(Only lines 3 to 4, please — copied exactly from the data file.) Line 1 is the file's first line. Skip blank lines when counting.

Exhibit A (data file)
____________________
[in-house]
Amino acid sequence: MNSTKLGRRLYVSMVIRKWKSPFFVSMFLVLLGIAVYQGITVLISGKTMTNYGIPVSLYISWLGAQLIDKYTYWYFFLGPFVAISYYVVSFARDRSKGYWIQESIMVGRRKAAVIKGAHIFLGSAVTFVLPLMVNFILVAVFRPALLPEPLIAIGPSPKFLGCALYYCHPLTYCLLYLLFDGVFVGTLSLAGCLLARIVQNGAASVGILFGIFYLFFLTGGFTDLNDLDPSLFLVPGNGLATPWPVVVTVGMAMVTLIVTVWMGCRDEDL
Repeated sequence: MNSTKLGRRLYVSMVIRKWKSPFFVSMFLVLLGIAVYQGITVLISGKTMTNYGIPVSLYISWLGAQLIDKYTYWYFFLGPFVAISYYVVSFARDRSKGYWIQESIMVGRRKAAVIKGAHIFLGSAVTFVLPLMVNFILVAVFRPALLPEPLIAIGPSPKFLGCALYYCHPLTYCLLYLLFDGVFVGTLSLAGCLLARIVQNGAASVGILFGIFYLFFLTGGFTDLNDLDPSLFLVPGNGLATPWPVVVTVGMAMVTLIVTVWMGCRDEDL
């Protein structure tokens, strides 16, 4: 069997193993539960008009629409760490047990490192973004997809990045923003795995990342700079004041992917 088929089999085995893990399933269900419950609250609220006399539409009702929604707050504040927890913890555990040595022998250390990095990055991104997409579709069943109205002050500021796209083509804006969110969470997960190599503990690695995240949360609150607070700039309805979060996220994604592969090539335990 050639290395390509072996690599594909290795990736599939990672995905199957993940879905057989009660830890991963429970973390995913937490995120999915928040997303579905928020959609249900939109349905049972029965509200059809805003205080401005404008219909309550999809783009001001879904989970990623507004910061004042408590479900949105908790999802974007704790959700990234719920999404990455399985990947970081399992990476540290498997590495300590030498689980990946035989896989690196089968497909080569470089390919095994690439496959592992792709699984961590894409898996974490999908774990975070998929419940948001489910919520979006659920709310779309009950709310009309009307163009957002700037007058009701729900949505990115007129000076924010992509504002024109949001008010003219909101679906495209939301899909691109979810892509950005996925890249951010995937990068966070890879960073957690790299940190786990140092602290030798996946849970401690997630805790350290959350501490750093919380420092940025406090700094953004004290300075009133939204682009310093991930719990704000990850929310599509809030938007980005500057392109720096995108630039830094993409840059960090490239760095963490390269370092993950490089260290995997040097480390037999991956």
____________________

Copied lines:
Repeated sequence: MNSTKLGRRLYVSMVIRKWKSPFFVSMFLVLLGIAVYQGITVLISGKTMTNYGIPVSLYISWLGAQLIDKYTYWYFFLGPFVAISYYVVSFARDRSKGYWIQESIMVGRRKAAVIKGAHIFLGSAVTFVLPLMVNFILVAVFRPALLPEPLIAIGPSPKFLGCALYYCHPLTYCLLYLLFDGVFVGTLSLAGCLLARIVQNGAASVGILFGIFYLFFLTGGFTDLNDLDPSLFLVPGNGLATPWPVVVTVGMAMVTLIVTVWMGCRDEDL
């Protein structure tokens, strides 16, 4: 069997193993539960008009629409760490047990490192973004997809990045923003795995990342700079004041992917 088929089999085995893990399933269900419950609250609220006399539409009702929604707050504040927890913890555990040595022998250390990095990055991104997409579709069943109205002050500021796209083509804006969110969470997960190599503990690695995240949360609150607070700039309805979060996220994604592969090539335990 050639290395390509072996690599594909290795990736599939990672995905199957993940879905057989009660830890991963429970973390995913937490995120999915928040997303579905928020959609249900939109349905049972029965509200059809805003205080401005404008219909309550999809783009001001879904989970990623507004910061004042408590479900949105908790999802974007704790959700990234719920999404990455399985990947970081399992990476540290498997590495300590030498689980990946035989896989690196089968497909080569470089390919095994690439496959592992792709699984961590894409898996974490999908774990975070998929419940948001489910919520979006659920709310779309009950709310009309009307163009957002700037007058009701729900949505990115007129000076924010992509504002024109949001008010003219909101679906495209939301899909691109979810892509950005996925890249951010995937990068966070890879960073957690790299940190786990140092602290030798996946849970401690997630805790350290959350501490750093919380420092940025406090700094953004004290300075009133939204682009310093991930719990704000990850929310599509809030938007980005500057392109720096995108630039830094993409840059960090490239760095963490390269370092993950490089260290995997040097480390037999991956």